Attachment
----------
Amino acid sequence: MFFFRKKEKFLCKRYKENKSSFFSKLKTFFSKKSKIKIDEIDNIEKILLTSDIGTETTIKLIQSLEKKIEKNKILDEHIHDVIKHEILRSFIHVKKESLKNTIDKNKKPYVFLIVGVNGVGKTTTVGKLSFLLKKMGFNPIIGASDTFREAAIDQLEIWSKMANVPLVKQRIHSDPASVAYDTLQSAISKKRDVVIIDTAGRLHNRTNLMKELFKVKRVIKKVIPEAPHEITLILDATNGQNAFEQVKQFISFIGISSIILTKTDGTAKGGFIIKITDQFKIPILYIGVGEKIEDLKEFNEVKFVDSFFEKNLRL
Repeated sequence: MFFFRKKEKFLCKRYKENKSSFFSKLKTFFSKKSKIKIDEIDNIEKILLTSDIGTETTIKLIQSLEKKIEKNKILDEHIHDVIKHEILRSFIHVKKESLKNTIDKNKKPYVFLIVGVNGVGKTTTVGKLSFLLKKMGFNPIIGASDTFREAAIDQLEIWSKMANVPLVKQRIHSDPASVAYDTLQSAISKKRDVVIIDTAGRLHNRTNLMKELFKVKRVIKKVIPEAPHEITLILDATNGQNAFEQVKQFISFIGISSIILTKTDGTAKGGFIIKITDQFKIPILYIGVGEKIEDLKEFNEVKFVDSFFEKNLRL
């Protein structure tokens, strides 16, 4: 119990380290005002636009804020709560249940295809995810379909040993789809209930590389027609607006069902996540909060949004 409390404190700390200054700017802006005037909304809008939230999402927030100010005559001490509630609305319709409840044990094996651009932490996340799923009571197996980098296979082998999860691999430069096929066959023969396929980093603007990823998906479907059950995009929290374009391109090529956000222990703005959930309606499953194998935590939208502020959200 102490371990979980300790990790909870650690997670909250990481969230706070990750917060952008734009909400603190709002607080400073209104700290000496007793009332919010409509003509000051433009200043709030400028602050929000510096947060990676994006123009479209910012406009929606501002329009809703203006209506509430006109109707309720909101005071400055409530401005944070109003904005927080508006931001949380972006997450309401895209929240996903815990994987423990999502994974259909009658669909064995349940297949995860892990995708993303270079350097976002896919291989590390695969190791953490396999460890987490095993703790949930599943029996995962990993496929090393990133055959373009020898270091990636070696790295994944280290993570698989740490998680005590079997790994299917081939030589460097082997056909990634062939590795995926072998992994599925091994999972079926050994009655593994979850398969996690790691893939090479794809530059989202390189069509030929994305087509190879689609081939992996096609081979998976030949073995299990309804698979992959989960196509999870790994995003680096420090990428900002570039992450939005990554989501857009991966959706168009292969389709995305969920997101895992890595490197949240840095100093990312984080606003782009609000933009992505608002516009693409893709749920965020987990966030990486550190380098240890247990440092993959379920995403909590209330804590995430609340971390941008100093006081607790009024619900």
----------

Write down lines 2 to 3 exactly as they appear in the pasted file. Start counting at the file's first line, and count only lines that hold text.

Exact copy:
Repeated sequence: MFFFRKKEKFLCKRYKENKSSFFSKLKTFFSKKSKIKIDEIDNIEKILLTSDIGTETTIKLIQSLEKKIEKNKILDEHIHDVIKHEILRSFIHVKKESLKNTIDKNKKPYVFLIVGVNGVGKTTTVGKLSFLLKKMGFNPIIGASDTFREAAIDQLEIWSKMANVPLVKQRIHSDPASVAYDTLQSAISKKRDVVIIDTAGRLHNRTNLMKELFKVKRVIKKVIPEAPHEITLILDATNGQNAFEQVKQFISFIGISSIILTKTDGTAKGGFIIKITDQFKIPILYIGVGEKIEDLKEFNEVKFVDSFFEKNLRL
């Protein structure tokens, strides 16, 4: 119990380290005002636009804020709560249940295809995810379909040993789809209930590389027609607006069902996540909060949004 409390404190700390200054700017802006005037909304809008939230999402927030100010005559001490509630609305319709409840044990094996651009932490996340799923009571197996980098296979082998999860691999430069096929066959023969396929980093603007990823998906479907059950995009929290374009391109090529956000222990703005959930309606499953194998935590939208502020959200 102490371990979980300790990790909870650690997670909250990481969230706070990750917060952008734009909400603190709002607080400073209104700290000496007793009332919010409509003509000051433009200043709030400028602050929000510096947060990676994006123009479209910012406009929606501002329009809703203006209506509430006109109707309720909101005071400055409530401005944070109003904005927080508006931001949380972006997450309401895209929240996903815990994987423990999502994974259909009658669909064995349940297949995860892990995708993303270079350097976002896919291989590390695969190791953490396999460890987490095993703790949930599943029996995962990993496929090393990133055959373009020898270091990636070696790295994944280290993570698989740490998680005590079997790994299917081939030589460097082997056909990634062939590795995926072998992994599925091994999972079926050994009655593994979850398969996690790691893939090479794809530059989202390189069509030929994305087509190879689609081939992996096609081979998976030949073995299990309804698979992959989960196509999870790994995003680096420090990428900002570039992450939005990554989501857009991966959706168009292969389709995305969920997101895992890595490197949240840095100093990312984080606003782009609000933009992505608002516009693409893709749920965020987990966030990486550190380098240890247990440092993959379920995403909590209330804590995430609340971390941008100093006081607790009024619900």